5 Ways to Integrate Sustainability into Your New Home
Updated: Jun 1, 2020
The sustainability of your new home influences more than just the environment. While we aim to better the planet in the long run, you can also increase the quality of your day-to-day lives by building an eco-friendly, low impact home. By implementing more sustainable features into your home, you can lower expenses, make your home more comfortable, and create a beautiful space.
Whether you’re looking to build a new home or renovate your existing home, we’ve compiled five ways you can integrate sustainability into your new home build.
1. Choose to reuse and recycle materials
When sourcing raw materials like timber and stone, you might be tempted to go for the easy option – like buying them through a conventional retailer, but why not take the time to look around for legitimate recycled or second-hand options? Not only could this save you money, but, in the hands of experienced builders, high-quality second-hand materials can create spaces that are truly unique.
Adding character to your new home through reused materials doesn’t stop at large features – smaller details and interior design features like fixtures and fittings can be sourced from second-hand shops too. New doesn’t necessarily mean higher quality. Vintage items were often made with extreme care and quality materials. By choosing this more sustainable option, you are also increasing the beauty of your new home.
2. Pay close attention to insulation
Because the building process is so complex, it can be tempting to focus primarily on the way your new home looks and leave the other details to project managers. One detail you should take care to research, however, is insulation. How efficient is your home at retaining an ideal internal temperature? This is largely determined by how you choose to insulate your home.
Choosing a building material based on how it can make your home look is one thing, but a good builder will work with you to source materials that match your vision and provide good insulation based on where you live. Good insulation not only ensures your home is comfortable, but it also lowers your energy bill, saving you money and reducing your impact on the planet at the same time.
3. Make sure all your fixtures are efficient and energy saving
The beauty of working with a custom home builder is that you have control down to the smallest detail. This can prove a major benefit if you’re looking to build a home that will help you live a sustainable lifestyle.
Being mindful about sustainability can be hard when you’re caught up in the hustle and bustle of daily life. That’s why electing to install features like water-saving showerheads and flow-controlled taps can help you decrease the resources you consume, whether you’re thinking about it or not. This is particularly helpful if you have a young family – you can rest assured that your children’s consumption of utilities is being regulated without you having to think about it.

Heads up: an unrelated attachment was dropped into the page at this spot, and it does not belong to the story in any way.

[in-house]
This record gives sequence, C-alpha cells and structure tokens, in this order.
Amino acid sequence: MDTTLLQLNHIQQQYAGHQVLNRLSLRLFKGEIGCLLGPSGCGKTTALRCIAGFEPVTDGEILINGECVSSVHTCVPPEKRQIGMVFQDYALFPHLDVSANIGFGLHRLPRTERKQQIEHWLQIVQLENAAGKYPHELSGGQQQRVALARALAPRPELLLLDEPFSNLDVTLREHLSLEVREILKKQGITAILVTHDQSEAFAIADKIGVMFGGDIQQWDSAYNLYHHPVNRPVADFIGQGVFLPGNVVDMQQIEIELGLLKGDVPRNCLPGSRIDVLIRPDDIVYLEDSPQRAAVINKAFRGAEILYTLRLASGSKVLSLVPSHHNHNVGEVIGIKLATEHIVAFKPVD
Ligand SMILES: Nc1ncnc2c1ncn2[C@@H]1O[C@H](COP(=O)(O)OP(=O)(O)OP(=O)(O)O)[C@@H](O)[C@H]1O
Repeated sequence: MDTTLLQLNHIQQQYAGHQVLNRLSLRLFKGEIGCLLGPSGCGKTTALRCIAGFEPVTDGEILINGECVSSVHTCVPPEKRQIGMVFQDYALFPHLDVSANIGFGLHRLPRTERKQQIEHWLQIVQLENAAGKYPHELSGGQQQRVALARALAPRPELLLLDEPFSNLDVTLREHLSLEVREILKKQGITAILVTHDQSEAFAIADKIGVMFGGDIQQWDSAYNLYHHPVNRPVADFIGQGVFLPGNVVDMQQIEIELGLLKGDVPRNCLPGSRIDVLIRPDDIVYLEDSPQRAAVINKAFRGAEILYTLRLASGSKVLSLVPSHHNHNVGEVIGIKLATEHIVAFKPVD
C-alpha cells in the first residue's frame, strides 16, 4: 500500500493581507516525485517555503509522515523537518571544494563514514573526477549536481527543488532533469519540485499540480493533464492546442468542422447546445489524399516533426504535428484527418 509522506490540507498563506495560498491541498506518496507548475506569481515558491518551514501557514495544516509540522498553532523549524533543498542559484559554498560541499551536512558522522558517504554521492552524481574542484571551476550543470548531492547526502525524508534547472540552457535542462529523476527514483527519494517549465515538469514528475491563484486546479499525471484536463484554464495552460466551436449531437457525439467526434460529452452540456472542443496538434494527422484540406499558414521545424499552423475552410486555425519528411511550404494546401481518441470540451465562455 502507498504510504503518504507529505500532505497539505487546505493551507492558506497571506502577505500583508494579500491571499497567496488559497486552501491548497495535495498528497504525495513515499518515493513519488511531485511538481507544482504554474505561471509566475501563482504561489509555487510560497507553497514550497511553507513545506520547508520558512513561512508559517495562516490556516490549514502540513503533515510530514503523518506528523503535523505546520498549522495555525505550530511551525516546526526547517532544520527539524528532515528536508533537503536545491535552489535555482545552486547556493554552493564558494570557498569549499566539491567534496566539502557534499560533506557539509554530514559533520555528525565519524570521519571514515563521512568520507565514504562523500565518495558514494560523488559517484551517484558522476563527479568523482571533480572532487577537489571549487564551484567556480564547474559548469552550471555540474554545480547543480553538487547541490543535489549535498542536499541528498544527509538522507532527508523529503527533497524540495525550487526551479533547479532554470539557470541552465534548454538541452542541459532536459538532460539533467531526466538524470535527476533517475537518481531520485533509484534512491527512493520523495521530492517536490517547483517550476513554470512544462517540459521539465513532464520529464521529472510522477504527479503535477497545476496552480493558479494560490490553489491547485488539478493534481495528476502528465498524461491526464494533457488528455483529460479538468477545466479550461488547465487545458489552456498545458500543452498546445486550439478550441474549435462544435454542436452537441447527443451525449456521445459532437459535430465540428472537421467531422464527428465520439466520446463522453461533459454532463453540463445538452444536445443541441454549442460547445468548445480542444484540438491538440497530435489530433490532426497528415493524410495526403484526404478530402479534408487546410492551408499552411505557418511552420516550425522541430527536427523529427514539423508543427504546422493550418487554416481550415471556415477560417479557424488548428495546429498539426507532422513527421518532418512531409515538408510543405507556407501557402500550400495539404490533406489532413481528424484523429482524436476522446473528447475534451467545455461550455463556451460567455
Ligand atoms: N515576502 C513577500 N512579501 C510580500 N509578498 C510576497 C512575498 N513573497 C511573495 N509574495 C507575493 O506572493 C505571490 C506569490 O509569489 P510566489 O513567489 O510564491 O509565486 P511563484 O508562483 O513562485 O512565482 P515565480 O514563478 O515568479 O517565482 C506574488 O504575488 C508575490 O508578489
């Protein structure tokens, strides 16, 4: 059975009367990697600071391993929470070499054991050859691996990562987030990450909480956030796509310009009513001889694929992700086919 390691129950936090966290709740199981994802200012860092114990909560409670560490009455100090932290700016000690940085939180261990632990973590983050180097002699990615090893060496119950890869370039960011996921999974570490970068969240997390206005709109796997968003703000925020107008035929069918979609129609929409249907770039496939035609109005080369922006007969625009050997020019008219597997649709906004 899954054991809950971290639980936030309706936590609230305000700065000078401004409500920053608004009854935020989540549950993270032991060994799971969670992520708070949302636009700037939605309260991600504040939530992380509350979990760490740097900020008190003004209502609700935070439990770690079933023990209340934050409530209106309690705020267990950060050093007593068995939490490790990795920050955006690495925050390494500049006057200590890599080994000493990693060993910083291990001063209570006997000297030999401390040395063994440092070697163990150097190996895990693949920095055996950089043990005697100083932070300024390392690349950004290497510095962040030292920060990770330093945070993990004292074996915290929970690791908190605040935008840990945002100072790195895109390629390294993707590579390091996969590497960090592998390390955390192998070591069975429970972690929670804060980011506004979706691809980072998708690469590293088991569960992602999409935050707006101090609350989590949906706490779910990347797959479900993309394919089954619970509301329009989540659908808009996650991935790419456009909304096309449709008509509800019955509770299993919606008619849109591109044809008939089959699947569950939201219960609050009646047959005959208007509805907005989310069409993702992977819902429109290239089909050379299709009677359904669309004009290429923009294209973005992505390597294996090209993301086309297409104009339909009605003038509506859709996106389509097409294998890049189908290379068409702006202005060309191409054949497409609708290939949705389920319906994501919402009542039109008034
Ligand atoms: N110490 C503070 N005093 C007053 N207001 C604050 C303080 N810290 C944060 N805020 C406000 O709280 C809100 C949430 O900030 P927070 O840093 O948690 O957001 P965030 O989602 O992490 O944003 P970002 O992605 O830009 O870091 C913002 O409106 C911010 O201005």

4. Use passive design principles
Something that comes hand in hand with building a sustainable home is taking the time to consider where your home sits in relation to natural elements. For example, where does the sun rise and set? What does wind-flow look like in your particular climate? How much shade does your house receive during the day?
These are questions that can affect where you put windows, walls, and doors. For example, if you know the wind flows naturally in a certain direction around your home, you can keep it cool by encouraging airflow through the layout of your home without the use of electricity.
This is called “passive cooling.” Passive design principles to make sure spaces are ideally cool or warm and lit without excess electricity. When you’re building a custom home, be sure to talk to your builder about implementing passive design principles.
5. Make sure your windows are temperature-regulating and efficient
One feature that can do wonders for a new home or a renovation is windows. They can fill your space with natural light, depending on where they are placed, but more than that, they can play a major role in regulating the temperature of your new home.
If you choose to have floor-to-ceiling windows, you need to make sure that the windows themselves don’t allow all the heat to escape in the winter and have the appropriate treatment to keep your home cool in the summer sun. Doing so can cut down on the electric consumption used to artificially heat and cool your home.
Any of these five options can help you integrate sustainability into your new home build this coming year, but you can’t do it alone. Get in touch with the team at L. O’Grady Constructions, who can help guide you in your sustainably home building journey today!